Here are various locations you can consider on your cover slide to integrate that text bar:

cover slide text bar locations

If you prefer something more creative, you can select other rectangles shapes such as these ones:

Let’s take a look at a few examples of effective “text bar” placements:

cover slide 1

cover slide 2

cover slide 3

(Don’t worry, we’ll get to the text in step 3).


Customize your text bar playing with both color and transparency. Adding transparency allows people to see the whole visual behind. But use it with care, and don’t forget that your first priority is to get readers to feel comfortable when looking at your slides.
Contrast is the king. Dark shape = light/flashy colors for the text. Light shape = dark colors for the text.

Step 3: Add the text 

I recommend that you create on text box per line / keyword. You’ll be able to customize font size and style easier.
Either align the text (to the left or the right), or center it for maximum coherence.
Here ere are various techniques you can use to create contrast and maximize impact:
1) Increase the font size of a part of your text

2) Emphasize on specific words using another color (you can pick a color of your background visual to create consistency)

3) Change the typography of one part of your text:

Since the presentation would be about how to pitch an idea, idea is the keyword I want to emphasize on. I’ll change the typography and use a more creative font to create memorability.
For free and creative font options, check out:
4) You can also add shadows in order to create more contrast with the slide background.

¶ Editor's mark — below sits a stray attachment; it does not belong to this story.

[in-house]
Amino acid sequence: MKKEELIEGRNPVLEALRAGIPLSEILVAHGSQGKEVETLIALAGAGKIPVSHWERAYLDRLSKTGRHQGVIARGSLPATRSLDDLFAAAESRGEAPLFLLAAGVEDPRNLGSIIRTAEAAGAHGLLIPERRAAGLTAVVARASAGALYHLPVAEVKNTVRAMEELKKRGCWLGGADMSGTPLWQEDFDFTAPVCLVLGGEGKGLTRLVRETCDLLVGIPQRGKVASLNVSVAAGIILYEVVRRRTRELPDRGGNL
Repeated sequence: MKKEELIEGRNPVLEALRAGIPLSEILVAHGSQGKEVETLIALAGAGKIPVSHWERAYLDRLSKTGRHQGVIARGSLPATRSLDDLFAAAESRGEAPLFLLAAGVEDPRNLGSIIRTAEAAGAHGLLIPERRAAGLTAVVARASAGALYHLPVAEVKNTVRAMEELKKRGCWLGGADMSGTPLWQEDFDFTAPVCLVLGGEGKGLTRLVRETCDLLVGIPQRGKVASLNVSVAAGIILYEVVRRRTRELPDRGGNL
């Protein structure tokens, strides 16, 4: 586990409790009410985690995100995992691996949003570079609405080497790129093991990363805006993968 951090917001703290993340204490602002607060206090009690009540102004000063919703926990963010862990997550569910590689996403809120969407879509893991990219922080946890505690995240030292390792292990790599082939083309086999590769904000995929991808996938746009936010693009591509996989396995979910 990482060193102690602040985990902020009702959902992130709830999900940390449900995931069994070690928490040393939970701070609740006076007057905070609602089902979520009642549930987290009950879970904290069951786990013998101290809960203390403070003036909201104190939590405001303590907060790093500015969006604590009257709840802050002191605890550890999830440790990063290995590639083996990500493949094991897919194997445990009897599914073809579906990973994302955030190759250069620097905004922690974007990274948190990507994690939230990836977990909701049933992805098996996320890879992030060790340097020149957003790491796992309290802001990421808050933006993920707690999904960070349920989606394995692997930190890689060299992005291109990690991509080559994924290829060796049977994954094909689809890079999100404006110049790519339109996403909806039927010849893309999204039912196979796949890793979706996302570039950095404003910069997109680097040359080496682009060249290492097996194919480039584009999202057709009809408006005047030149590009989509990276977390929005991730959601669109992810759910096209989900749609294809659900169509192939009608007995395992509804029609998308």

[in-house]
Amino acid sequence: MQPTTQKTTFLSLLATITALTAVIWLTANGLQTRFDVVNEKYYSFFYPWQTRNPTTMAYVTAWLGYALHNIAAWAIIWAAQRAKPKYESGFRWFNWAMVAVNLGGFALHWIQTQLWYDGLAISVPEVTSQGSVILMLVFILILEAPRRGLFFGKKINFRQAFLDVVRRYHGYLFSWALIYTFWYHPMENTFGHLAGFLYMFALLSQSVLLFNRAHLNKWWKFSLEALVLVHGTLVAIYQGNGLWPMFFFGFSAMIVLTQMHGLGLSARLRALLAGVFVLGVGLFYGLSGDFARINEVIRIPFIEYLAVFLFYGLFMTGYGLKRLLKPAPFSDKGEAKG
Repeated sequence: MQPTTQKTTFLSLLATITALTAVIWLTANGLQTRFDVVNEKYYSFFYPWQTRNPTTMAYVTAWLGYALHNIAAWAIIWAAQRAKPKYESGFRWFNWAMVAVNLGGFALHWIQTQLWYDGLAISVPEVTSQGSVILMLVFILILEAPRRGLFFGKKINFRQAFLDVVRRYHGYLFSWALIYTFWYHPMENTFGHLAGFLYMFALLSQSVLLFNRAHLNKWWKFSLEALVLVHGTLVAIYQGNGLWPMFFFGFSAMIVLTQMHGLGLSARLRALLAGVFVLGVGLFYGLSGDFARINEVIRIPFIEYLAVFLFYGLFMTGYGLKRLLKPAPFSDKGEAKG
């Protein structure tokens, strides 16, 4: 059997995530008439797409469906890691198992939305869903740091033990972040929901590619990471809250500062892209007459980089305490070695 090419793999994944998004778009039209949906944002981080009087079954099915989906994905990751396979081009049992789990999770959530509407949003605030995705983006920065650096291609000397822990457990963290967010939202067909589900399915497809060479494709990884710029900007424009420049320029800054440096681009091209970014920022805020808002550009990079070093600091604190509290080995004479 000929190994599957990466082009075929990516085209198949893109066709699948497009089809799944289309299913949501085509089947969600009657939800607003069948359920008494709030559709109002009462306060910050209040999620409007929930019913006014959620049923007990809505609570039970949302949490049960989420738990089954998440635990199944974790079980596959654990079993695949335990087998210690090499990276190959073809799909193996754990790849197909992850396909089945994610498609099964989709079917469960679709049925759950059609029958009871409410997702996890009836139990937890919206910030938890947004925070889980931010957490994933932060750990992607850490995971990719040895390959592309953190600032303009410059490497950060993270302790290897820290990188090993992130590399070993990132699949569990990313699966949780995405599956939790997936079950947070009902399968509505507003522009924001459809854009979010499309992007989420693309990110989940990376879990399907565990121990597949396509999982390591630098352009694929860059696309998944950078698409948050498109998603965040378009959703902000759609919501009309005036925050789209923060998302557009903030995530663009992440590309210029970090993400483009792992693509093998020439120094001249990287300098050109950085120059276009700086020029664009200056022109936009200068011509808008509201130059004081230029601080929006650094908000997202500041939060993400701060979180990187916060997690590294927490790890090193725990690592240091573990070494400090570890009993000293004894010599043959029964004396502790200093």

Case study: How I made this post’s presentation cover slide


Step 1: Find a visual representing the point I’m trying to make

Finding the right image is the key step of your presentation title design process.
Here, I wanted to illustrate what a great cover slide can look like. So I started to think: “Well, what do I mean by great… How can I show what a great cover slide means?”
And then I came up with words that are tied to the emotion I want to convey:
BOOM! I got it.
The keyword “stellar” that just translated perfectly what I wanted to communicate.  So then, I headed over to Pexels  and typed “stellar”. But no free resource came up, so I tried “sky” instead (you can head over to Thesaurus to find synonyms):

Got my visual. Time to move on to step 2.

Step 2: Integrate a text “bar” (or not)

Many visuals are full of colors, shapes, and elements that draw the attention of the eye.
In theses cases, use a text bar.
If the visual is “clean”, then it’s fine to integrate the text on top of it directly.
For instance:

Either way, if you’re not sure – just make a try and ask a friend or colleague to tell you if it’s easy to read or not. If he’s unsure, then that it means it’s not good enough.
Remember that you have to minimize the comprehension time of your audience, your text must be crystal clear.

Step 3: Add the text 

I used a font called Forte.
For the word “cover slide”, I customized the text style with shadows (select the text -> click right > “format text effects…”) and play with the options until you get something that satisfies you.

Let’s recap:

Step 1: Find a visual representing the point you are trying to make

Step 2: Integrate a text “bar” if the visual is “complex”

Step 3: Add the text. Done.

Bonus: You can download the presentation cover slide examples right here.
I hope you liked and learnt !

How to design a gorgeous, world-class presentation without having to spend your whole weekend on it…

Would you rather spend hours designing, editing and tweaking your next high-stake presentation or would you rather get the work done 10x better, and 20x faster?
If you prefer the second option, then I’ve got great news for you:
Pre-built, designer-made, editable templates can help you do just that.
Invest a few dollars. Save dozen of hours. Look amazing.
Check out my favorite presentation template packages here

Click below to check out this template:

PowerPoint version
Keynote version